Tax reform and law practices: Key considerations affecting your firm
Since the passage of the Tax Cuts and Jobs Act of 2017 (TCJA), businesses and tax advisers alike have been sifting through the changes to understand the impact and opportunities under the new legislation. Law practices, due to the nature of their businesses, have several key considerations. Sean Keating, RSM tax partner, provides his insights on some of the areas firms should assess.
Are there changes to consider related to the meals and entertainment deduction?
There are new limitation rules, so law firms should review the tax treatment of their meals and entertainment (M&E) expenses to identify exceptions. One of the major areas of change relates to how M&E must be reported on client billings. Firms can still bill clients for this expense, but the invoice must now detail the specifics of those costs, rather than the previous broad general charge. Law firms should review their billing practices and invoicing procedures to make sure processes have been updated to meet the new tax law’s requirements.
Are there other deduction or credit areas law firms should be aware of under the new law?
Law firms may provide employees with parking and other transportation fringe benefits. Previously, those benefits were not included in the employee’s gross income, but they were still deductible for the employer. The TCJA has eliminated the deduction for qualified transportation expenses (including parking) unless the amount is included in the employee’s gross income. Firms must now decide whether to forego the deduction (thereby increasing partners’ taxable income), or if instead the increased tax burden will fall to the employee.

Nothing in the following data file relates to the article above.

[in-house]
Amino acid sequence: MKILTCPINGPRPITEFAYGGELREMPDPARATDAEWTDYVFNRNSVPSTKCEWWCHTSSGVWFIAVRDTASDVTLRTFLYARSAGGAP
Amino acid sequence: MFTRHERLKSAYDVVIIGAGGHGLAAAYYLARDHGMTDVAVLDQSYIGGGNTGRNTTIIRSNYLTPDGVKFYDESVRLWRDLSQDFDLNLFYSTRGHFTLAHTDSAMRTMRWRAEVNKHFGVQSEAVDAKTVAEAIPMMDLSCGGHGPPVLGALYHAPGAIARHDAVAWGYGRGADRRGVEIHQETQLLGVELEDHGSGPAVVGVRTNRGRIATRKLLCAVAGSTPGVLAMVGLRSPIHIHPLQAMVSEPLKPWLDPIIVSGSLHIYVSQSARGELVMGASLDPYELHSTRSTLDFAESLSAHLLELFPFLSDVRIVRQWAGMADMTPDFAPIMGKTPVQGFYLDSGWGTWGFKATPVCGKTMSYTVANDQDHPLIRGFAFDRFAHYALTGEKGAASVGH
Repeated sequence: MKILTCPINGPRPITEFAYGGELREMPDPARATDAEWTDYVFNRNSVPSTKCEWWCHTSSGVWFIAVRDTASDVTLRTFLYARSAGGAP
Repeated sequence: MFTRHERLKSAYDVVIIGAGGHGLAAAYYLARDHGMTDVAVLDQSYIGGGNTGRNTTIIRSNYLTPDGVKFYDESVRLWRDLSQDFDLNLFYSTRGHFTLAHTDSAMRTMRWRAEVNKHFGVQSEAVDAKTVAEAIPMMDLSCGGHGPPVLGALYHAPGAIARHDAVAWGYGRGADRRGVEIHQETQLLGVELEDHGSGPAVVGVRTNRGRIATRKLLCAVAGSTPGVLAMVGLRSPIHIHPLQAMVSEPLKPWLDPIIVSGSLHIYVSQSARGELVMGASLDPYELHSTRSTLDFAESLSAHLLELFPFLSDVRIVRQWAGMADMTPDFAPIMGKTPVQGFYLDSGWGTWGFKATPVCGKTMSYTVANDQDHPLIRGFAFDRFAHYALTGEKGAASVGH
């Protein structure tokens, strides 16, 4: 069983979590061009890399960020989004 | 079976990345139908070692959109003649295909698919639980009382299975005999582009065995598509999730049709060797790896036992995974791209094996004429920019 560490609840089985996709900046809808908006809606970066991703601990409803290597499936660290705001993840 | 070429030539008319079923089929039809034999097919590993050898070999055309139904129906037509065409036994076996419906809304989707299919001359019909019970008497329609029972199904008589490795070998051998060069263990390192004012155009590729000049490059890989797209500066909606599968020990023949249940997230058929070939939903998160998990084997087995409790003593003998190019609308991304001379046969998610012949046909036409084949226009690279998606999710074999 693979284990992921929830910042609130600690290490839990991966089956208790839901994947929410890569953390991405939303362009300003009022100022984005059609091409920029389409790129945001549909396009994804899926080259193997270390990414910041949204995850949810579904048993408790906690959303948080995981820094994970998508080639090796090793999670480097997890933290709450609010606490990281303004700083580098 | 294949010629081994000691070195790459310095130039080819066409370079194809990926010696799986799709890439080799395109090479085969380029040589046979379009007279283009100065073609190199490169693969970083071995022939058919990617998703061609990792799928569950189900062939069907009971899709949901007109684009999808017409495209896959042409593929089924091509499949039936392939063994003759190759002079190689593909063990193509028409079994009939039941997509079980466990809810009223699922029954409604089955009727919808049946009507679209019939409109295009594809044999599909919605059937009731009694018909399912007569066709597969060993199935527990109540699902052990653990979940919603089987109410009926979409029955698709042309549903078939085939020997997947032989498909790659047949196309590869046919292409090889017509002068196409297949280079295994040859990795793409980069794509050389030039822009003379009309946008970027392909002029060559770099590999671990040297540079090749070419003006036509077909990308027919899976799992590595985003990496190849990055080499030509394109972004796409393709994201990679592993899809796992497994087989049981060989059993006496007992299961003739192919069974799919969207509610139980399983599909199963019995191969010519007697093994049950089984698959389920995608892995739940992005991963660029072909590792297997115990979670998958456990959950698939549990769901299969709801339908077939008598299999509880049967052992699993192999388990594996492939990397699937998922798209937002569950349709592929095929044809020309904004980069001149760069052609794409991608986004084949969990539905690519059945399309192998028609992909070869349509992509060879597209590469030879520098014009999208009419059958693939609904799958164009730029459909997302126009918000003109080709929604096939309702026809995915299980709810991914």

In addition, there are some new employee benefits that firms can take advantage of, such as the paid family and medical leave credit. This provision allows eligible employers to claim a general business credit equal to 12.5 percent of the amount of wages paid to qualifying employees during any period in which such employees are on family and medical leave if the rate of payment under the program is 50 percent of the wages normally paid to an employee.
Should law firms reconsider their tax structure?
Owners of law firms generally will not qualify for the new 20 percent pass-through deduction; as a consequence, they might consider the implications of converting to C corporation status to take advantage of the lower corporate rate. This transition and analysis can be complex, and there are many factors to consider. In addition, law firms should also review their unrelated business activities and revenue streams to determine whether any of the potential income related to these activities could qualify for the 20 percent pass-through deduction. While the income from legal service may not qualify, other income might. For instance, does the firm own real estate, such as the practice’s office building? Some portion of that income might qualify for the deduction, particularly when some portion of the rental is to an unrelated tenant. For additional information, listen to Tax reform: Additional guidance on pass-through deductions.
What steps should law firms take to address the TCJA’s impact on their businesses?
Firms should review how they categorize and track expenses in order to update their processes accordingly to maximize opportunities. In addition, law practices should assess their current invoicing processes to make sure they are aligned with the new law. Also, firms should stay informed on ongoing guidance on the new laws. Our tax advisers continue to monitor ongoing direction from the IRS and will post updated insights on our tax reform resource center. And finally, firms should contact us or your tax adviser for assistance.
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